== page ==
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Novak Djokovic draws renewed attention to Australia's 'detention hotels'

People hold placards up at a government detention centre where Serbia's tennis champion Novak Djokovic is reported to be staying in Melbourne. Picture: AFP

People hold placards up at a government detention centre where Serbia's tennis champion Novak Djokovic is reported to be staying in Melbourne. Picture: AFP

Published Jan 7, 2022


By Maite Fernández Simon

While Serbian tennis star Novak Djokovic awaits a court ruling on whether he can stay in Australia to compete in the Australian Open, he is being held in the Park Hotel, close to the University of Melbourne, according to media reports - a facility used to host refugees, asylum seekers and for coronavirus quarantine that has been at the centre of protests over the treatment of migrants.

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Djokovic was detained Thursday in Melbourne after Australia denied him entry to the country, rejecting his case for a medical exemption from a coronavirus vaccine requirement. The visa drama has put a spotlight on Australia's strict covid-19 policies and its long-standing use of detention hotels, some of which have been repurposed for quarantine purposes.

The Park Hotel is most associated with immigrants seeking visas to remain in Australia, some of whom have stayed in the building for years. About 50 refugees are being held now, according to Australia's 9 News.

Human rights advocates who denounced the living conditions in which refugees have been detained have made the hotel the focal point of protests. Dozens of demonstrators gathered there in October, demanding the release of refugees after a coronavirus outbreak in the hotel. Sixteen refugees had tested positive at the time, the Refugee Action Coalition told SBS News.

"This is reckless indifference to the lives [of refugees]. ... Our concern is that the rest of the refugees are not safe inside the hotel. It's a sealed incubator and they can't open the windows," Refugee Action Collective spokesman Chris Breen told SBS News.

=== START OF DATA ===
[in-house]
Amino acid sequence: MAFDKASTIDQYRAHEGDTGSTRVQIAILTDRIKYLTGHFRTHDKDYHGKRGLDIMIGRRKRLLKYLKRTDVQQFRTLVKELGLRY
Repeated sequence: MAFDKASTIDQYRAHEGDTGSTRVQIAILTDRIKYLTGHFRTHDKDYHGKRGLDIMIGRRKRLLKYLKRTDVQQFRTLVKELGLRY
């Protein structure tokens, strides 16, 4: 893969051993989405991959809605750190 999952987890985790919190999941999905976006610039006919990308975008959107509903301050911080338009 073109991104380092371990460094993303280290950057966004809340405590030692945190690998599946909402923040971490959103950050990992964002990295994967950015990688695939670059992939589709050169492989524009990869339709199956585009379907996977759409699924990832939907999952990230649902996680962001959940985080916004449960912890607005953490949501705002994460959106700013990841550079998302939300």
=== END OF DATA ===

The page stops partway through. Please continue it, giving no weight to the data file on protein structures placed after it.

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Asylum seekers there have reported being served maggot-infested food. A fire broke out last month.

Mostafa "Moz" Azimitabar, a Kurdish immigrant who spent six years held offshore on Manus Island followed by 14 months in two hotels in Melbourne, sued the Australian government under the argument that its use of hotels to hold migrants is illegal.

"The government locked me up illegally in a hotel that they used as a prison. I want my rights back," Azimitabar said in July 2020, according to the Guardian. Azimitabar, who was held at the Mantra and Park hotels, is seeking damages. Australia has used hotels for asylum seekers and refugees who are transported to the mainland from offshore detention centres - such as Manus Island - for medical attention.

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"The whole world is watching as Novak Djokovic is detained at Park hotel prison," Azimitabar wrote on Twitter. "As a refugee I was imprisoned there, & refugees are still imprisoned there in tiny rooms without fresh air. No one deserves this. Let's not forget the people that will remain long after Novak leaves."

"The hotel where Djokovic has been sent is also holding asylum seekers who've been detained for more than 8 years by Australia," wrote Sophie McNeill, Australia researcher for Human Rights Watch.

Serbian President Aleksandar Vucic accused Australia of "mistreatment" and "harassment" toward Djokovic and said the "whole of Serbia" is standing behind him. Prime Minister Ana Brnabic told Sky News Thursday the athlete should be allowed to leave the hotel where he's been detained and move to a house that his team rented in Melbourne, which is equipped with a tennis court.

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Australian Prime Minister Scott Morrison denied that Djokovic has been targeted and said he "won't be treated any different to anyone else."

"There should be no special rules for Novak Djokovic," he said Wednesday at a news conference in Canberra.

Australia has implemented one of the strictest policies to contain the coronavirus, imposing border closures that have left many Australian nationals stranded abroad.